After that, we wandered around Astoria and Long Island City. We stopped at the Socrates Sculpture Park, which seemed cool, but was between exhibitions at the moment:

View of the East River from Socrates Sculpture Park.

And then wandered and wandered for what felt like hours (okay, for what actually was hours) until we arrived at Dutch Kills an hour before it opened. Everything around that area is closed from 4pm to 5pm on Sundays, it seems, so we ended up sitting outside and enjoying the sunshine (and a really awkward view of a couple making out on a park bench across the way) until the bar opened. We enjoyed a few birthday cocktails, and then Roger and I headed home to have one final birthday surprise: Fudgy the Whale cake!

Overall, I can't think of any way I would rather have spent this weekend. It was just perfect.

Sunday, April 13, 2014

Happy Birthday, Roger!

Today was Roger's 26th birthday, and as you can see from the picture above, we had a whale of a celebration! I hope he enjoyed the weekend, with its long, sunny walks around New Haven and Queens, as much as I did.

This is the tenth birthday we've celebrated together. When he turned 16 and I had a massive crush on him, I bought him Candyland, since he'd told me once he had always wanted it as a child but never actually played it. I'm pretty sure it sealed the deal for our relationship, since he was so pleased when he opened it and we starting dating a few months later. Since then, he's mentioned about a million times how much he wanted a Fudgy the Whale Cake, so a decade on, I finally made that happen. I think he was pretty happy with it.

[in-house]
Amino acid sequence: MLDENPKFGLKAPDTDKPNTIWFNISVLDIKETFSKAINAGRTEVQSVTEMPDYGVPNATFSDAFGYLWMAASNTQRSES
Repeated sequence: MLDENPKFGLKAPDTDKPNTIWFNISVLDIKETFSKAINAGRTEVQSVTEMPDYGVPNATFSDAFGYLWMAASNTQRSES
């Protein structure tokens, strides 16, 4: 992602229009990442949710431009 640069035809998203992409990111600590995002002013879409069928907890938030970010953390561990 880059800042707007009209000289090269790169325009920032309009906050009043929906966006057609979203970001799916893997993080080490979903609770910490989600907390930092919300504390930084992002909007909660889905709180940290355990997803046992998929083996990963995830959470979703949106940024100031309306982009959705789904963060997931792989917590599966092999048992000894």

I can't imagine having a better partner in life than this guy. He's brilliant, incredibly hardworking, and hilarious. There isn't a day that goes by that isn't better because he's in it.

To my favorite art historian, dining companion, and cat-parent, happy birthday! I can't wait to spend another 365 happy days with you.

Friday, April 11, 2014

{This Moment}

A Friday ritual inspired by Amanda Soule & many others.
Please feel free to share a link to your own moment in the comments.

That's right! We booked our next vacation. These little ducks are flying to Mexico for five beautiful days of sun, sand, and ruins in May. If you have any suggestions for things to do in and around Playa del Carmen, they'd be most appreciated!

Recap of this week on Not Intent On Arriving:

Writing in other places:
  • Beth at 3Up Adventures was kind enough to let me guest post while she's away #tryingstuff in Jordan with Columbia Sportswear. I wrote about cross-country skiing on my birthday. Hop on over and let me know what you think!

This weekend we're going to be celebrating Roger's birthday! We're taking a little day trip to New Haven to visit some museums and try some delicious food. Do you have any exciting plans for how you'll spend yours?

Wednesday, April 9, 2014

Writer Wednesday - Kathryn Guarino

 I met Katie Guarino through our mutual friends from St. Rose when Shelby invited me to J.K. Rowling's book signing a year ago.  We kept in touch and discovered we have quite a few things in common, including a love of writing and many favorite children's books.  I really hope she does start her one-stop-shop for book reviews soon, because I know I'd add it to my Feedly right away!

Who are you? Kathryn Guarino

Where can you be found online?  Do you have a blog or other online receptacle for your work?  If so, how would you describe it to a stranger you've just met while on vacation?  As of yet, I don't have a blog. I'm toying with the idea of starting a one-stop-shop for book reviews and recommendations of historical fiction. There have been some brilliant (and not-so-brilliant) additions to the genre recently. I love the idea of having a community where we can all talk about our favorite authors and why we find their work so compelling, be it their depth of research or their good old-fashioned storytelling.